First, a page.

Girls, Women, and Females

I remember being about 21 or so and sitting with a bunch of co-counselors at summer camp talking Feminism 101. One friend brought up her “new thing”: referring to herself as a woman. Not a girl. A woman.

“I mean,” she explained, “it’s basically an insult to call a man our age a ‘boy’  Isn’t it equally infantilizing to call ourselves ‘girls’?  By any definition, all of us, all in our 20s, are women.”

This was an entirely novel idea to me, and while I completely agreed with my friend’s logic, I had trouble making the change. It felt odd, and sometimes still does. Using “woman” to refer to a woman in her 20’s sometimes elicits turned heads, weird looks, or assumptions that I’m talking about somebody in her 40’s.

In casual contexts, it is quite common to hear people calling men ‘men’ and women ‘girls’ is at this point. I hear it a lot in Crossfit gyms, “135lbs for men, 95lbs for girls” or “count the girl’s bar as 35” or “a lot of the girls beat me”. What a weird and annoying word choice to describe an adult!

I find most Crossfit reporters  make a real effort to avoid the saying ‘girls’ in professional contexts. Great! Perfect start! Yet there still seems to be a real aversion to saying ‘women’. And I sympathize with that! In some situations (like when others are saying ‘girls’) I feel like it would be too awkward to say ‘women’ so I use an ironic ‘ladies’ or ‘gals’ or something. But something I see very frequently it Crossfit coverage is the word ‘females’. And, when paired with the word ‘men’ (as in ‘men and females’) it absolutely kills me.

Today’s example, which prompted this post but which is most definitely not a one-off peculiarity that I happened to find, comes from the Rx Review. The article gives us coverage from the USA Weightlifting Open and first summarizes ‘the men’s half’ and then a few paragraphs later, ‘the female’s half.”

Here’s the thing. ‘Men’ and ‘Women’ refer to people. ‘Male’ and ‘Female’ refer to bodies. When we call the men ‘men’ and the women ‘females’, we’re discounting women’s personhood.

I’m happy with male/female as adjectives, e.g.,  ‘the male athletes and the female athletes’, and I’m okay  with the use of ‘female’ when paired with ‘male’. But here, I’ll do a quick search through 2013 coverage and find some examples of men/females:

“While most of the men moved easily through the chest-to-bar pull-ups, this movement became a sticking point for the females.” NorCal Regional Report)

“Most females got to collect themselves regularly as the men split the work up into four to eight sets.” (Europe Regional Report)

“Our strategy with the guys was to just keep it going, unbroken, and not get caught up in a transition. No rest at any transition. We put faith in the females to finish it,” (Canada West Regional Report)

It’s all over the place! I sure noticed it a lot while watching the Games live, too. Let’s stop saying ‘girls’ or ‘females’ and start calling women ‘women’!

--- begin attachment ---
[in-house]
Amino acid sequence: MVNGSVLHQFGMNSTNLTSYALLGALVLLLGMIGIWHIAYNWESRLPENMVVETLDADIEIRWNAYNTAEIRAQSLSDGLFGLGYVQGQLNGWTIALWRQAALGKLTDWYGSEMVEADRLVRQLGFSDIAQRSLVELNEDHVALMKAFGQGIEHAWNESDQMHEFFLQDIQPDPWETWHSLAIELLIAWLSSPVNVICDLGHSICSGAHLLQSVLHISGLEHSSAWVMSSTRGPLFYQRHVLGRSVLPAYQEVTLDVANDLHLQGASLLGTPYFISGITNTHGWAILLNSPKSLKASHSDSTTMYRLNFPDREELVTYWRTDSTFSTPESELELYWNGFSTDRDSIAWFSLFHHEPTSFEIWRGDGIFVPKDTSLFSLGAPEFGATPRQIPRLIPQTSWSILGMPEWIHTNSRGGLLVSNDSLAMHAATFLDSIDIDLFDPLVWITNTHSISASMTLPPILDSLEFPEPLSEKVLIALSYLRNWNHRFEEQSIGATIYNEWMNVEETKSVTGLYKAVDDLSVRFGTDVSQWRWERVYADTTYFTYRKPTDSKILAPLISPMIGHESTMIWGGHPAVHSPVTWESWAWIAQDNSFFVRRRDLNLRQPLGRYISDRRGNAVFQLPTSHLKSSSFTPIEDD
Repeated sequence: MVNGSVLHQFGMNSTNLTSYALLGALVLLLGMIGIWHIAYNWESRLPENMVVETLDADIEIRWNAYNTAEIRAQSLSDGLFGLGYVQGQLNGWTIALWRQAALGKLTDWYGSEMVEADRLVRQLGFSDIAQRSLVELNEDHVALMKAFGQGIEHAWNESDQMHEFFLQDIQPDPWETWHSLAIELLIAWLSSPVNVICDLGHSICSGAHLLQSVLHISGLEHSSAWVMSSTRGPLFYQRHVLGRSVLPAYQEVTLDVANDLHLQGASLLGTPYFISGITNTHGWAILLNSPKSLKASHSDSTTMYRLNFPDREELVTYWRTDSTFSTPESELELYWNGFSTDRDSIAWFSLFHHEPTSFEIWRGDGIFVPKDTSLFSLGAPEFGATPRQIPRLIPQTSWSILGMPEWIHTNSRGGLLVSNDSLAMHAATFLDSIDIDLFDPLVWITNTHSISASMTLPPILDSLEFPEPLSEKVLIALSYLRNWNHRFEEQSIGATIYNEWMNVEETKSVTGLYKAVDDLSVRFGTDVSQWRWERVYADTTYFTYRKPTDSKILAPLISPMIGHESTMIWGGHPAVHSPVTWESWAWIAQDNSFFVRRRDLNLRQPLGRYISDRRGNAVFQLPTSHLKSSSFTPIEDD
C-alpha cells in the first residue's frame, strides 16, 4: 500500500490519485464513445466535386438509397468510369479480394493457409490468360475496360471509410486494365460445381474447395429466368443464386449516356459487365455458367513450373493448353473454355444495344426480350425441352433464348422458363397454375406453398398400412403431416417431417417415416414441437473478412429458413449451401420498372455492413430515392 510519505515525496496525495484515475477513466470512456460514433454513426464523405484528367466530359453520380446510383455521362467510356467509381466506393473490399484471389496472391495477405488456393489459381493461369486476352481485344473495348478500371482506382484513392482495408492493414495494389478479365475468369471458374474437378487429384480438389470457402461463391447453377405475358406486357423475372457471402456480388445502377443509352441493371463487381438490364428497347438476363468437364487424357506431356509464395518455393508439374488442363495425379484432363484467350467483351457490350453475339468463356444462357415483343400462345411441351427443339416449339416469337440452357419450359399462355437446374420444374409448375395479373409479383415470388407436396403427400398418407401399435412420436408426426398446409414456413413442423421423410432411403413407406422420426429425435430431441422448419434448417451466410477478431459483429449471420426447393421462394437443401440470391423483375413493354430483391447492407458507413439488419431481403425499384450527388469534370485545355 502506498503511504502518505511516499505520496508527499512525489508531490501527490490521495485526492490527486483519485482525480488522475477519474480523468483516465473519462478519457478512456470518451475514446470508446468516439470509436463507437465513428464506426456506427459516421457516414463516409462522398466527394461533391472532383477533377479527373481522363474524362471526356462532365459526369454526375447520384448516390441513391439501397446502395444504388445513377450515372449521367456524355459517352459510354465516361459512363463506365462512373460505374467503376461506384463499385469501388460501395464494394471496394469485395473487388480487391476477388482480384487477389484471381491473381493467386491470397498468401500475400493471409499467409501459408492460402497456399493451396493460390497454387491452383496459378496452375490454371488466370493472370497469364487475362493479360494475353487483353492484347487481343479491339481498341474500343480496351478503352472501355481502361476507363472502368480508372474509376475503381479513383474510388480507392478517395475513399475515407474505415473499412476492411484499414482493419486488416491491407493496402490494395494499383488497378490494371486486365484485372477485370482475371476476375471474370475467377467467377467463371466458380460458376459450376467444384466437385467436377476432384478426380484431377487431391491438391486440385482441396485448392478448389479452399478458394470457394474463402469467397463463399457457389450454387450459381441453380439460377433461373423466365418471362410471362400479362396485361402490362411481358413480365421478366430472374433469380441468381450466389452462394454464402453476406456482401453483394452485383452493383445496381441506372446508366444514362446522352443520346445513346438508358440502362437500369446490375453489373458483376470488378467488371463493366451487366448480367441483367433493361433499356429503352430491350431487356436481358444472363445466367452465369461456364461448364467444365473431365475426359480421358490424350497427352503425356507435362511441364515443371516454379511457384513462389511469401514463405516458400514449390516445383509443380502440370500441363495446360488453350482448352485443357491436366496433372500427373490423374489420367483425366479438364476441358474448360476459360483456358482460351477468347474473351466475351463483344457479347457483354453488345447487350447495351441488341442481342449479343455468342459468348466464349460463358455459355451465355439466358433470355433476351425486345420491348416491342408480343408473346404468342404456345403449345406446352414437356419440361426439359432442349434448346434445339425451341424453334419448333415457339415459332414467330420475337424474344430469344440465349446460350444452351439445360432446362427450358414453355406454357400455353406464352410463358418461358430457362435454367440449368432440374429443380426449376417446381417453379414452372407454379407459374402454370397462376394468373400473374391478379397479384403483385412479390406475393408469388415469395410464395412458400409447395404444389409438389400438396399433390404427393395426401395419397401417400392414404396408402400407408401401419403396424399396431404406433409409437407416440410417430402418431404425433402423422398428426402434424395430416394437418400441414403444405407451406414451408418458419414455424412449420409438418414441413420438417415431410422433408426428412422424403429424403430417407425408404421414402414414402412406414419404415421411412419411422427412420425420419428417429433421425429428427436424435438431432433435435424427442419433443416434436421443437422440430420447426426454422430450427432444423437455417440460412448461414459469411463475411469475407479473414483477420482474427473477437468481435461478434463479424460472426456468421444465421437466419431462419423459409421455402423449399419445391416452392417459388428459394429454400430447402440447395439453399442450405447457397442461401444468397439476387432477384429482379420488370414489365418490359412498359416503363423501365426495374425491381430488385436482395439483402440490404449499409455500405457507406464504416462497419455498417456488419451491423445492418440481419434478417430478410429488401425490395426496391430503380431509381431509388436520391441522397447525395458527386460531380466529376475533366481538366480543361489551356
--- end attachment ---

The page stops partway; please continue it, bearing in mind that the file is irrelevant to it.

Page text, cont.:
(In pre-emptive answer to “Why does such a little thing matter?”)

5 thoughts on “Girls, Women, and Females

  1. Lisa- what a thoughtful discussion! This is something I think about often, right down to sometimes feeling awkward calling women ‘women’. Why is that? I’m definitely working on removing ‘girls’ from my vocabulary when referencing females over the age of 18.

    • Thanks FA! It’s like sometimes “girls” sounds fun and “women” sounds boring, right? That’s how I feel sometimes. Or I’ve noticed other women feel weird when I call them a woman. It’s hard!

  2. A great point about ‘female’ needing to be paired with ‘male’ (rather than being paired with ‘men’). However, the sex/gender distinction you use is really quite controversial. While many people (and certainly many, *but not all* feminists) buy this distinction, many do not. Moreover, there’s a recent resurgence in the debate.

    Personally, I don’t buy the distinction one bit. I think people want to hold on to it, maybe, because while they know gender is complicated and non-binary, they think that bodies are simple and binary: you’re male or female, simple. Right? Well of course not.

    Just as there’s a wide range of genders, there’s a wide range of bodies. And just as gender is partially socially constructed, *so is sex.* If one needs proof, check out the very wide variety of ways of being intersex. Is someone a male or female? We can’t just look to biology to give us the answer: we have to make decisions. (Well, maybe we should work on why we feel the need to categorize people, let alone into one of two boxes.) And those decisions are socially constructed (and themselves construct society). It’s complicated. But what’s important is the sex/gender distinction isn’t even a clear one.

    • Hey Rachel,

      Very good points. I’m (fairly newly) familiar with the socially constructed aspects of sex (i.e., what categories we choose), but guess I glazed over the whole topic to make my point about females/men (what we call those categories).

      Maybe that will be a new topic for a follow up interview for you! Or maybe I should just do my own darn work, too

  3. Pingback: Muscles on a Lady | Ongoing updates on Crossfit HQ commentaries

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